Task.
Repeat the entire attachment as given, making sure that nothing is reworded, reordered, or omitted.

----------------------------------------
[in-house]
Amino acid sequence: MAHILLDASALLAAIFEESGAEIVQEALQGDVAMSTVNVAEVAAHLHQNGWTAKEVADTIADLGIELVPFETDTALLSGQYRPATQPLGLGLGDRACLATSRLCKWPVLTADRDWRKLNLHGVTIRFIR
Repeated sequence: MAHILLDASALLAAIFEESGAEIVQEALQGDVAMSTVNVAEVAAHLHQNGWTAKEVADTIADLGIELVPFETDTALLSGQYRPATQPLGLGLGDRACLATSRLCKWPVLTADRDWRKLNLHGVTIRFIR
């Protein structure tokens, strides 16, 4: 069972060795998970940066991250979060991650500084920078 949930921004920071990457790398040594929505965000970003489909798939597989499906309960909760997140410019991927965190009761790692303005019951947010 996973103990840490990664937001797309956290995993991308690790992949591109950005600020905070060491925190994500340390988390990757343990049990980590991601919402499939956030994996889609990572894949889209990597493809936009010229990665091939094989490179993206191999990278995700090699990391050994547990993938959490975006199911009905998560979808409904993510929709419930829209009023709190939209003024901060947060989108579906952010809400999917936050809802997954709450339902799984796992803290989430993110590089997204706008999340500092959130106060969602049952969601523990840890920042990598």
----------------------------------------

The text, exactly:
[in-house]
Amino acid sequence: MAHILLDASALLAAIFEESGAEIVQEALQGDVAMSTVNVAEVAAHLHQNGWTAKEVADTIADLGIELVPFETDTALLSGQYRPATQPLGLGLGDRACLATSRLCKWPVLTADRDWRKLNLHGVTIRFIR
Repeated sequence: MAHILLDASALLAAIFEESGAEIVQEALQGDVAMSTVNVAEVAAHLHQNGWTAKEVADTIADLGIELVPFETDTALLSGQYRPATQPLGLGLGDRACLATSRLCKWPVLTADRDWRKLNLHGVTIRFIR
């Protein structure tokens, strides 16, 4: 069972060795998970940066991250979060991650500084920078 949930921004920071990457790398040594929505965000970003489909798939597989499906309960909760997140410019991927965190009761790692303005019951947010 996973103990840490990664937001797309956290995993991308690790992949591109950005600020905070060491925190994500340390988390990757343990049990980590991601919402499939956030994996889609990572894949889209990597493809936009010229990665091939094989490179993206191999990278995700090699990391050994547990993938959490975006199911009905998560979808409904993510929709419930829209009023709190939209003024901060947060989108579906952010809400999917936050809802997954709450339902799984796992803290989430993110590089997204706008999340500092959130106060969602049952969601523990840890920042990598």